Travel, especially for business, used to be a slow-paced and slightly luxurious affair. There were steamer trunks, freshly pressed suits, free in-flight cocktails or drinks in the dining car, and people could take their time. Everything today is quicker and less polished, and gone are the stylish airport lounges and the days when, in true Mad Men style, boarding a plane in a sharp suit, lighting a cigarette and being handed a drink was par for the course. We lead moveable lifestyles, time is short, and the modern wardrobe tends to lean toward the highly functional.
You only have to look at the sheer number of brands built on making hardwearing basics – or what some call “posh pyjamas” – to know that comfort and simplicity are key, and yet there are still occasions when many of us need to look buttoned up on the go. As part of Paul Smith’s AW15 collection, the British label have stepped in to bridge the gap with A Suit to Travel In. The modern suit, which despite being wool doesn’t crease, debuted earlier this year in a performance of acrobatic feats by artists from the National Centre for Circus Arts, and is most impressively put through its paces by Olympic gymnast Max Whitlock in this short film showing tailoring like you’ve never seen it.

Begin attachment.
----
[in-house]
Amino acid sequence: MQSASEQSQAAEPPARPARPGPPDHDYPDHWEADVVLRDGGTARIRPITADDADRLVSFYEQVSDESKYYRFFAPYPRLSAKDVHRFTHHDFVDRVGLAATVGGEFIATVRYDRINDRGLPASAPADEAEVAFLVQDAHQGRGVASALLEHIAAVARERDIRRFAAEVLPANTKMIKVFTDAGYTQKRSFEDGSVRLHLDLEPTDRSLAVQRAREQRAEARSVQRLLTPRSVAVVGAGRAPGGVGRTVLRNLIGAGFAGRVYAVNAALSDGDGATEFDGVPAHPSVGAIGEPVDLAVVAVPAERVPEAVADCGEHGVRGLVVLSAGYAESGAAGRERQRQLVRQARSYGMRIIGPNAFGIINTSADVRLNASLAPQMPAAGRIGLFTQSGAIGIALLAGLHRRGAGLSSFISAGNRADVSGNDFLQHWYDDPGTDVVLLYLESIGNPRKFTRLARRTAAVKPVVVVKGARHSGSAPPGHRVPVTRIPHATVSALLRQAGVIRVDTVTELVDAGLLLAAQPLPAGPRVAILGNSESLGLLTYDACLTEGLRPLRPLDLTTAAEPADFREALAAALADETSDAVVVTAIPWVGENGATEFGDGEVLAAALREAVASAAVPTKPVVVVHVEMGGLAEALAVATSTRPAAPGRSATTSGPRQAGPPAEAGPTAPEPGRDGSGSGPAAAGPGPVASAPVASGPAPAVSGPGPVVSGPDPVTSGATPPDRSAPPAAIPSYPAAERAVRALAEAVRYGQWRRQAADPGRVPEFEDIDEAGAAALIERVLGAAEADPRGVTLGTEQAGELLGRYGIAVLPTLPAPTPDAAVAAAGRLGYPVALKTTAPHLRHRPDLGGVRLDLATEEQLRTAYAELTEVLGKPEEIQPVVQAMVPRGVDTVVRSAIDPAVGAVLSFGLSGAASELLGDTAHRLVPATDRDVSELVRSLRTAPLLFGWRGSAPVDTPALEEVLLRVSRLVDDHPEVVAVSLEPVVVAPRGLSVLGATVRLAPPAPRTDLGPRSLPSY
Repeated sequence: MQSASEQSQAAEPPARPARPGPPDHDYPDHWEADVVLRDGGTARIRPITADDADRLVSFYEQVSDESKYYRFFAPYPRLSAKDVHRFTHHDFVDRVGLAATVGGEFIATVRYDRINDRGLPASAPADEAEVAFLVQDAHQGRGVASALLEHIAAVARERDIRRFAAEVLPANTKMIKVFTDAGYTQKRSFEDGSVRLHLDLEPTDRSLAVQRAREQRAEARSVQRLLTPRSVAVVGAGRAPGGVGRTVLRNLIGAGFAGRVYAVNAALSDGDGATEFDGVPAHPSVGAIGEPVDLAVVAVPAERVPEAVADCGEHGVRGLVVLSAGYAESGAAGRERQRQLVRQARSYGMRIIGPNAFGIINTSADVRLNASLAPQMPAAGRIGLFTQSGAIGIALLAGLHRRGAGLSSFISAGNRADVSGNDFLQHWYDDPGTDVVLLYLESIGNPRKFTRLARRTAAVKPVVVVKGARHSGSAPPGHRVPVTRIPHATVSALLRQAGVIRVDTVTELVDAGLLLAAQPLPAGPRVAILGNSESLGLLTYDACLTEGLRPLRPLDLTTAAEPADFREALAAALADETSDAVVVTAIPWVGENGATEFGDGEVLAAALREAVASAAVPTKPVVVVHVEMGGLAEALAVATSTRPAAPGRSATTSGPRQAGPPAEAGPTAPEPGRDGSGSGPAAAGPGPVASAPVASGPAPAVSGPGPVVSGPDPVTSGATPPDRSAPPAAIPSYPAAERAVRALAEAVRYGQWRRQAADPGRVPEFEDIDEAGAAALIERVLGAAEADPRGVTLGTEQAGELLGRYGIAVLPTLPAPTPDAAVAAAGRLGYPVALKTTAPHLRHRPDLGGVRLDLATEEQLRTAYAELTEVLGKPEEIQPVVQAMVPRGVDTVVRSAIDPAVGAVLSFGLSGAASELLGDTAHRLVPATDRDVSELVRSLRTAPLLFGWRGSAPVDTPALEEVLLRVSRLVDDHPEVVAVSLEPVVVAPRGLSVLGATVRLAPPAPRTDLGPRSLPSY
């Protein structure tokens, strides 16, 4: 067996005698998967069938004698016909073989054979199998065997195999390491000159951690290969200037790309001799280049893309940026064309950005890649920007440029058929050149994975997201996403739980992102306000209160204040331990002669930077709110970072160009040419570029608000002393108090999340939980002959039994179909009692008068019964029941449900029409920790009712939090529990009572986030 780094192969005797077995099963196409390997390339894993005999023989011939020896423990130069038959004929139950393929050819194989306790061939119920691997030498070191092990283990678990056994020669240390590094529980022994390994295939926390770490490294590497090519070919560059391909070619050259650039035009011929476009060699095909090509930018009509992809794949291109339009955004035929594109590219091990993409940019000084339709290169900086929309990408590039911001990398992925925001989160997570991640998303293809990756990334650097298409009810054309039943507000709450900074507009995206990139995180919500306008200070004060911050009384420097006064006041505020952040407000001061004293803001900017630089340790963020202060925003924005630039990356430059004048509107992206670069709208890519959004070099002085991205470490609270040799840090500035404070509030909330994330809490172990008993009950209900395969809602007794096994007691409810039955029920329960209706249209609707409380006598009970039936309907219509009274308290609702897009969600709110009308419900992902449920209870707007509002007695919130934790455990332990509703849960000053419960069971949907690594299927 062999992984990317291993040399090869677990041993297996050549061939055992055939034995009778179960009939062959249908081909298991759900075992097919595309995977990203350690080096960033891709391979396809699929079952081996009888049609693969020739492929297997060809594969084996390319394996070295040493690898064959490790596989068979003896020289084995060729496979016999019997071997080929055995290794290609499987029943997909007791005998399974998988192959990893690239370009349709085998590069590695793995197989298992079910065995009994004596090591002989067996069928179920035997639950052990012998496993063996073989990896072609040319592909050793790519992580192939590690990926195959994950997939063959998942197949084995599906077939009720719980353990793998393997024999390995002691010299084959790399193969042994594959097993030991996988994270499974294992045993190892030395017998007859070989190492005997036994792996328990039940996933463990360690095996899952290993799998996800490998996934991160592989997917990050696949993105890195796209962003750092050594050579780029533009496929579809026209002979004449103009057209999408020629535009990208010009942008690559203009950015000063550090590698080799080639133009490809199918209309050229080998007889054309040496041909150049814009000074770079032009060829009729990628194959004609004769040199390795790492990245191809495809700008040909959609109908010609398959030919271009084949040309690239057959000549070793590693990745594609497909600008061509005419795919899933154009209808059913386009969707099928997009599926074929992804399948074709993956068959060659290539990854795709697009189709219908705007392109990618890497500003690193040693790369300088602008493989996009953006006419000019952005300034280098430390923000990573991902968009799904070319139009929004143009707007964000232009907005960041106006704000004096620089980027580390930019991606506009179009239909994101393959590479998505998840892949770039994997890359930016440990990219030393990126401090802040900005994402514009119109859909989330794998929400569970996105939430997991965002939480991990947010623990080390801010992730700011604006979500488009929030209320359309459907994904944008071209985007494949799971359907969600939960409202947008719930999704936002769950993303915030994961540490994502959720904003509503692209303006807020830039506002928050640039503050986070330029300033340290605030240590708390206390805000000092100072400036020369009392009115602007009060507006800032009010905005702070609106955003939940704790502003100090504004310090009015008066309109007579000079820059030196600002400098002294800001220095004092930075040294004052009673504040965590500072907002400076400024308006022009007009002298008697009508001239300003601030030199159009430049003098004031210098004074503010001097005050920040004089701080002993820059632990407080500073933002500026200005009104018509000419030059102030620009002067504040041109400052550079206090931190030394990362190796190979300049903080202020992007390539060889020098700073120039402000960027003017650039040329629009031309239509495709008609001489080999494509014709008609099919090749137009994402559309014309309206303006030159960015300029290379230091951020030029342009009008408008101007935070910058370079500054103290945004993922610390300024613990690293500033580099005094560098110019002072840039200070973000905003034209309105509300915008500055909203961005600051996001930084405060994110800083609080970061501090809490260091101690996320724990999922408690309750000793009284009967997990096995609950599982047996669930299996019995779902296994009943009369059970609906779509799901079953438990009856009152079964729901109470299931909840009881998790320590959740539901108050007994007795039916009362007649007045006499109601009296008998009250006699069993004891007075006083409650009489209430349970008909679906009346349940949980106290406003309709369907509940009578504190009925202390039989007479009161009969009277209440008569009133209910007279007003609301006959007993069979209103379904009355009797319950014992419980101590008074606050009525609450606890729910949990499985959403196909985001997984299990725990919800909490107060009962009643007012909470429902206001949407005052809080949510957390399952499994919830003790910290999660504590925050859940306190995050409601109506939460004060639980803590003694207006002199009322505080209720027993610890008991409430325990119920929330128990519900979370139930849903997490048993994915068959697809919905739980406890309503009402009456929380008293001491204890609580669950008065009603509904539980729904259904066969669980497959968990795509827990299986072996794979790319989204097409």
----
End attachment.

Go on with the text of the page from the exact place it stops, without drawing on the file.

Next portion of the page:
- ManvsMachine on its hugely diverse campaign for Air Max Day
- A treasure trove of goodies, it’s Best of the Web!
- Donald Sanger illustrates a grotesque and humorous version of humanity
- Photographer Joshua Osborne takes a closer look at Havana’s male subcultures
- Friday Mixtape: Ghostpoet’s “drum worship mix” for all your percussive needs
- Yann Kebbi’s chaotic pencil drawings depict various forms of catastrophe
- BBC’s new typeface BBC Reith is designed to improve legibility on screen
- Life through the lens of enchanting photographer Vicki King
- The New York Times Magazine’s new cover is actually a painting
- Illustrator Ram Han’s Alice in Wonderland dreamscape
- Ikea uses ASMR technology in 25-minute, tingle inducing advert
- Designs of the Year 2017 shortlist includes Wolfgang Tillmans’ Remain campaign, the Refugee flag and Me & EU